Purpose Disposable beverage bottles made of polyethylene terephthalate (PET) stand in sharp contrast to many other disposable plastic packaging systems in the US for their high level of post-consumer recovery for recycling. This is due in part to container deposit programs in several US states, such as the California Redemption Value (CRV) program....
Article
Growth in biofuel production, which is meant to reduce greenhouse gas (GHG) emissions and fossil en-ergy demand, is increasingly seen as a threat to food supply and natural habitats. Using photovoltaics (PV) to directly convert solar radiation into electricity for battery electric vehicles (BEVs) is an alterna-tive to photosynthesis, which suffers...
Article
Full-text available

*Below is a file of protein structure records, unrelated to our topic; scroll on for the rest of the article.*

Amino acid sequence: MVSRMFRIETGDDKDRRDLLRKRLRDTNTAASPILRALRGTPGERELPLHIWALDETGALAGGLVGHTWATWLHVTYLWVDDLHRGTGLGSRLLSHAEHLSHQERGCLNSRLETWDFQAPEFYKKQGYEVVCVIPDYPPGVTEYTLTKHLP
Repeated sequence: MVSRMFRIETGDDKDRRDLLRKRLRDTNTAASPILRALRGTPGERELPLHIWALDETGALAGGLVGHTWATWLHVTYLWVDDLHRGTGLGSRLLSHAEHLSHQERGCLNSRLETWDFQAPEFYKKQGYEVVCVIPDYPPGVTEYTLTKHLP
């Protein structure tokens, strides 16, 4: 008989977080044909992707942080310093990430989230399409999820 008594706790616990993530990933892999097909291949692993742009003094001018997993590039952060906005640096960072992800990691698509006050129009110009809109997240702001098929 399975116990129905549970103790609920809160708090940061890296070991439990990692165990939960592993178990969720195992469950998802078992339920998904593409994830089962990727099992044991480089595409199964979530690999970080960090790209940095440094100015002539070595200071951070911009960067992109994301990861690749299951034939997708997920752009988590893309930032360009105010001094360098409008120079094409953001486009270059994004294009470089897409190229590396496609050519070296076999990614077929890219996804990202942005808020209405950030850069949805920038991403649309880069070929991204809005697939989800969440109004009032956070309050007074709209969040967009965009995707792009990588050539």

We present a material flow analysis (MFA) for polyethylene terephthalate (PET), a synthetic polymer, in the United States for the years 1996–2007. We model the industrial metabolism of PET as a network of flows linking stocks and processes. The most common worldwide use of PET is in textile production, but in the US it is increasingly used to make...
Article
Full-text available
The policies concerning product development and use are increasingly informed by life cycle assessment (LCA) and risk assessment (RA): LCA is often invoked to achieve "sustainability" whereas RA is used when seeking to avoid harm when dealing with toxic substances. In this Feature, Kuczenski et al. argue that green chemistry principles which encour...
Conference Paper
Full-text available
The rapid growth of information technology has led to substantial economic and societal benefits. Unfortunately, rapid improvements in technology has also led to an unsustainable "disposable" model in which devices are replaced in a matter of months. This model is especially problematic in the cell phone area, where over a billion phones are manufa...
Article
Full-text available